The EPA did implement the first PM2.5 quality regulations in 1997, and scientists have subsequently discovered more about air pollution’s attack on the human body. Particles in the bloodstream can induce harmful inflammation, weaken the immune system, damage women’s fertility, raise the likelihood of stroke, heart disease, Alzheimer’s, and pneumonia, and even injure people’s eyesight.

A team of US and UK researchers estimated last month that particulate contamination triggers approximately one-fifth of all deaths worldwide per year, a shocking death toll greater than that induced by HIV/Aids, malaria, and tuberculosis combined. In the United States, almost 350,000 of these fatalities occur per year. Although aggregate air quality rates in the United States have changed in recent decades, pockets of stubborn pollution persist, primarily clustered in disadvantaged neighborhoods, among people of color, and in the Rust Belt.

“There is now quite clear and strong proof over several countries of the connection between fine particulate matter and health harm,” said Francesca Dominici, a biostatistics professor at Harvard. “There is still a lot of proof that more people are dying in the United States with exposures that are much lower than the current limits. This emission is extremely dangerous, and tougher regulations are required.”

Undaunted, oil and gas lobbyists have worked to stymie stricter air quality controls, thus mobilizing an attempt to cast doubt on this science. A gathering on clean-air regulations called by the Heartland Institute, a conservative think tank, in 2006 helped set the trend – two speakers were from Exxon, and one session was titled “Uncertainty of NAAQS (National Ambient Air Quality Standards) Health Science.”

Industry-funded consultants conducted reports that disputed the association between pollution and poor health or clearly disparaged the findings of other researchers. “Their aim is to discredit the empirical process and research itself,” Thurston clarified.

Even as the major oil corporations openly acknowledged the reality of climate change and pledged to fix it, they have continued to deny mounting evidence of direct air pollution damage. Exxon also told the EPA that calculating the likelihood of death from particulate matter is “unreliable and misleading.” In 2017, API requested that the regulator loosen regulations for nitrogen dioxide – a pollutant related to asthma in children and higher mortality from heart failure and cancer in adults – arguing that there was no established correlation with harm and that current guidelines were “more strict than necessary.”

The industry’s strategy paid off during Donald Trump’s presidency, as top executives from Exxon, Chevron, Occidental Petroleum, and API met with the then-US president in the White House. A slew of clean air rules, such as those restricting emissions from vehicles and vans, were cut down. Simultaneously, a so-called “transparency” law for scientists threatened to invalidate experiments focused on classified medical evidence, which is crucial for bedrock air pollution analysis.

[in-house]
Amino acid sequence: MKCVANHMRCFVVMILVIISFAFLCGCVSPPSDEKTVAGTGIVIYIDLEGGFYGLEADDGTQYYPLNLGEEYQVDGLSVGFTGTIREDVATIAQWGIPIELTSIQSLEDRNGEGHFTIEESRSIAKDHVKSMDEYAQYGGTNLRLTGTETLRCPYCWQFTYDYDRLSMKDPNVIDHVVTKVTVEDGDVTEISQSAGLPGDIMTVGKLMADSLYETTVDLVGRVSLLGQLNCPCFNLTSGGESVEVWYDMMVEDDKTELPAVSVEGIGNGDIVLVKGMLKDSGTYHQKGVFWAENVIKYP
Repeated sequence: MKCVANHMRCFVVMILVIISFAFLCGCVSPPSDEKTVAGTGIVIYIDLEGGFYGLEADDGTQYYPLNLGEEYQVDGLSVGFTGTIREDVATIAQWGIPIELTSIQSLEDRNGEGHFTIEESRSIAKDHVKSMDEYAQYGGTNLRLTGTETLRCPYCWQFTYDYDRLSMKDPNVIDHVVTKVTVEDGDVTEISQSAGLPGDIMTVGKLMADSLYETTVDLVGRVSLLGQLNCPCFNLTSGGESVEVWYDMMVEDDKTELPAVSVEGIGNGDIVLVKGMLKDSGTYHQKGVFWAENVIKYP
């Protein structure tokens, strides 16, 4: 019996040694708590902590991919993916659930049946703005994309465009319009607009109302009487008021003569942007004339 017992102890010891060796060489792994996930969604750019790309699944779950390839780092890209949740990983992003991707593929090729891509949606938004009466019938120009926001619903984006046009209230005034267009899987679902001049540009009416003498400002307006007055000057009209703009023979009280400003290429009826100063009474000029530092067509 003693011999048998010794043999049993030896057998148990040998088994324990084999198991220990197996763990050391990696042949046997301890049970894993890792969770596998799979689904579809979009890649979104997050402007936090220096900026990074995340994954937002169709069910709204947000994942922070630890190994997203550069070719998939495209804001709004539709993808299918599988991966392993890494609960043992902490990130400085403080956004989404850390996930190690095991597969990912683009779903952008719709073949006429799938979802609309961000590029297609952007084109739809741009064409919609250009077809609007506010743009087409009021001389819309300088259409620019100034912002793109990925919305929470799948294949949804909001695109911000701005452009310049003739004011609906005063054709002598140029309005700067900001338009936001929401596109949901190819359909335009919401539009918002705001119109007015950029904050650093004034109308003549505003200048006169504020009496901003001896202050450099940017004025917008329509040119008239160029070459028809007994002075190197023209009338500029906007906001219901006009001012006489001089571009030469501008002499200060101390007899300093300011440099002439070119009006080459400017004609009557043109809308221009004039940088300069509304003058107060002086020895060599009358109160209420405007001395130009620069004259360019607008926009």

Tony Cox, a researcher who obtained funds from API and enabled the lobby group to edit his reports, was appointed chairman of a significant EPA clean air advisory board under Trump. Cox, whose prior research called into doubt the dangers of particulates, accused EPA scientists of poor science and subjectivity after discovering that contaminants can be lethal even at low concentrations.

Last year, in the wake of a historic respiratory illness pandemic, Trump’s EPA chose not to tighten regulations for fine soot particles. According to a Harvard report, air quality is related to worse results for people with Covid-19. API said that the Harvard paper had included “preliminary results,” which had resulted in “scare stories and inaccurate media coverage.”

According to Dominici, one of the paper’s reporters, the assaults on the Harvard thesis were “tough and very frustrating.” “If you breathe ozone for a long time and get Covid, you would have worse effects; this is rather unsurprising,” said the study, who has since confirmed that more than 60 studies from around the world link air pollution to bad Covid outcomes.

API spokeswoman Bethany Aronhalt said in a quote, “Our industry’s main concern is advancing public health and safety while providing accessible, efficient, and cleaner electricity.”

“Largely as a result of increased usage of natural gas in the electricity sector and renewable motor fuels, the United States has witnessed substantial environmental gains over the years, including better air quality, with average PM2.5 emissions falling 43 percent since 2000.”


                     Oil firms knew decades ago fossil fuels posed grave health risks files